In order to assess the role of input‐target interactions in the development of olfactory ccrtex, the primary afferent fibers from the olfactory bulb to the superficial part of layer I of the cortex (layer Ia) were removed in developing and mature rats. After survival periods that vary from a few days to 2–6 months, changes were assessed in (1) the radial thickness of layer I, (2) the laminar distribution of intracortical associational fibers, which normally terminate in a deep part of layer I (layer Ib), and (3) the distribution of glia in layer I. The findings indicate that the lamination of fibers within layer I is not intrinsically prespecified, but gradually becomes “set” during the first month after birth. If the fibers from the olfactory bulb are removed, the dendrites of cortical cells are capable of accepting inputs from other fiber systems, depending on the maturational state of the dendrites and the ingrowing axons. Development of the abnormal inputs is associated with relatively normal dendritic growth, whereas lack of adequate input results in dendritic atrophy. Thus, after neonatal bulb ablation, the intracortical fibers occupy both superficial and deep parts of layer I, and a normal synaptic density is established throughout the layer. Layer I also develops to nearly its normal adult thickness, although the high density of glia that normally characterizes layer Ia is not apparent. With bulb ablation at progressively older ages (from postnatal day (P‐) 3 to 21), the cortical associational fibers show progressively less extension into the denervated layer Ia. Layer I continues to grow, but rut to the same extent as after P‐1 ablations. In these experiments the glia distribution resembles the pattern present at the time of denervation. After adult olfactory bulb albation, the long intracortical fibers extend very little into layer Ia, which undergoes pronounced shrinkage and becomes filled with a high concentration of glia. However, partial reinnervation of layer Ia is accomplished by the proliferation of a normally sparse native fiber system, which has been identified only with the Timm method. These results are interpreted as evidence that the normal development of lamination of afferent fibers to the olfactory cortex depends on axodendritic interaction during development.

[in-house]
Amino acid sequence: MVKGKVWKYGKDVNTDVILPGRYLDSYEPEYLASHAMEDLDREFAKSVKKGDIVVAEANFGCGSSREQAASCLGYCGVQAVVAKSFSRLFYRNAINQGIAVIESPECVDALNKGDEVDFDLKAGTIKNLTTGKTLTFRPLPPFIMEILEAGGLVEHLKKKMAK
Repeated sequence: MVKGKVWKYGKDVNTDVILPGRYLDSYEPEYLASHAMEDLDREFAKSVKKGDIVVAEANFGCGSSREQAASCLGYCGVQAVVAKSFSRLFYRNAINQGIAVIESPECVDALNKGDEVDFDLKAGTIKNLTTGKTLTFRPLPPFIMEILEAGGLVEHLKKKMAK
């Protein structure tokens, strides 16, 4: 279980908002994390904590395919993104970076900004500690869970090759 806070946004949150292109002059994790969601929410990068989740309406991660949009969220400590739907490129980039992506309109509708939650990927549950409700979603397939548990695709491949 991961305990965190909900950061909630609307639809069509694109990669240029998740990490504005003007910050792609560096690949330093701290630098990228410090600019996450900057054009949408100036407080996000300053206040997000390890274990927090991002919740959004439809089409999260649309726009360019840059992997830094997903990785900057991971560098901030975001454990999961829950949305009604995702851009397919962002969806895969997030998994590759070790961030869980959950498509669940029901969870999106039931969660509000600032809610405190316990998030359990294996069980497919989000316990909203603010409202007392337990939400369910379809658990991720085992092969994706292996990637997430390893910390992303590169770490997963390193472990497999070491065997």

- olfactory bulb
- sensory deafferentation